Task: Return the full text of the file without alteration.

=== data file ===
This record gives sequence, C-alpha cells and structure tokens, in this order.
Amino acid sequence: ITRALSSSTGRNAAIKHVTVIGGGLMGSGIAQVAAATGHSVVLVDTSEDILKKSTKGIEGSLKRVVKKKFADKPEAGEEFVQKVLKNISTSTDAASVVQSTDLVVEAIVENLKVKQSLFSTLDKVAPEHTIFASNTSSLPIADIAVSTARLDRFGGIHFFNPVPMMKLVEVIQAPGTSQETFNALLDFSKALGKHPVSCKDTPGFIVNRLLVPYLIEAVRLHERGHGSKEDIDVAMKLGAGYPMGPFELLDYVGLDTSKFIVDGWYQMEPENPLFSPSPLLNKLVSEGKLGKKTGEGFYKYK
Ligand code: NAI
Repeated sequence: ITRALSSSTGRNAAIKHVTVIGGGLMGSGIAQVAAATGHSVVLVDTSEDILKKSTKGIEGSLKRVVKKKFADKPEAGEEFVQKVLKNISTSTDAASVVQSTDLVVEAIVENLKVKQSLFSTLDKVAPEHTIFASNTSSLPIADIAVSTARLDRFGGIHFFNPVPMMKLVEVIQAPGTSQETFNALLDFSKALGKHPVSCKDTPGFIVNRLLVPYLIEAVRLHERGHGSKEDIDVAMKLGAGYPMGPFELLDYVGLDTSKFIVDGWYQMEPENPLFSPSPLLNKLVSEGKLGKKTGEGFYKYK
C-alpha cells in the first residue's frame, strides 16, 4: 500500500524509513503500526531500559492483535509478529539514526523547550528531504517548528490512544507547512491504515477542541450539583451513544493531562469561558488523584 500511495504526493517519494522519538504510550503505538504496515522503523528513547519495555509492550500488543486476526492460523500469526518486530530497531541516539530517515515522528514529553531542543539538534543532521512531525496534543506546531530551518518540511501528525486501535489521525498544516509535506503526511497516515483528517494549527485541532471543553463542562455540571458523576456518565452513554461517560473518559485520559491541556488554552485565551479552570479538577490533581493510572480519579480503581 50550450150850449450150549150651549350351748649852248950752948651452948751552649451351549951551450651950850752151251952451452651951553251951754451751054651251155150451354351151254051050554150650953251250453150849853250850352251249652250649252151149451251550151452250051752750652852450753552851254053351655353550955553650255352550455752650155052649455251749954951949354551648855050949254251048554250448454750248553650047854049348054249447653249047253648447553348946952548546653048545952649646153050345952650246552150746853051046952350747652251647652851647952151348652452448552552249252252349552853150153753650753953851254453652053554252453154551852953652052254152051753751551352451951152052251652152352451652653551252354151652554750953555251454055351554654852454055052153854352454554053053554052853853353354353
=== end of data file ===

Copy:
This record gives sequence, C-alpha cells and structure tokens, in this order.
Amino acid sequence: ITRALSSSTGRNAAIKHVTVIGGGLMGSGIAQVAAATGHSVVLVDTSEDILKKSTKGIEGSLKRVVKKKFADKPEAGEEFVQKVLKNISTSTDAASVVQSTDLVVEAIVENLKVKQSLFSTLDKVAPEHTIFASNTSSLPIADIAVSTARLDRFGGIHFFNPVPMMKLVEVIQAPGTSQETFNALLDFSKALGKHPVSCKDTPGFIVNRLLVPYLIEAVRLHERGHGSKEDIDVAMKLGAGYPMGPFELLDYVGLDTSKFIVDGWYQMEPENPLFSPSPLLNKLVSEGKLGKKTGEGFYKYK
Ligand code: NAI
Repeated sequence: ITRALSSSTGRNAAIKHVTVIGGGLMGSGIAQVAAATGHSVVLVDTSEDILKKSTKGIEGSLKRVVKKKFADKPEAGEEFVQKVLKNISTSTDAASVVQSTDLVVEAIVENLKVKQSLFSTLDKVAPEHTIFASNTSSLPIADIAVSTARLDRFGGIHFFNPVPMMKLVEVIQAPGTSQETFNALLDFSKALGKHPVSCKDTPGFIVNRLLVPYLIEAVRLHERGHGSKEDIDVAMKLGAGYPMGPFELLDYVGLDTSKFIVDGWYQMEPENPLFSPSPLLNKLVSEGKLGKKTGEGFYKYK
C-alpha cells in the first residue's frame, strides 16, 4: 500500500524509513503500526531500559492483535509478529539514526523547550528531504517548528490512544507547512491504515477542541450539583451513544493531562469561558488523584 500511495504526493517519494522519538504510550503505538504496515522503523528513547519495555509492550500488543486476526492460523500469526518486530530497531541516539530517515515522528514529553531542543539538534543532521512531525496534543506546531530551518518540511501528525486501535489521525498544516509535506503526511497516515483528517494549527485541532471543553463542562455540571458523576456518565452513554461517560473518559485520559491541556488554552485565551479552570479538577490533581493510572480519579480503581 50550450150850449450150549150651549350351748649852248950752948651452948751552649451351549951551450651950850752151251952451452651951553251951754451751054651251155150451354351151254051050554150650953251250453150849853250850352251249652250649252151149451251550151452250051752750652852450753552851254053351655353550955553650255352550455752650155052649455251749954951949354551648855050949254251048554250448454750248553650047854049348054249447653249047253648447553348946952548546653048545952649646153050345952650246552150746853051046952350747652251647652851647952151348652452448552552249252252349552853150153753650753953851254453652053554252453154551852953652052254152051753751551352451951152052251652152352451652653551252354151652554750953555251454055351554654852454055052153854352454554053053554052853853353354353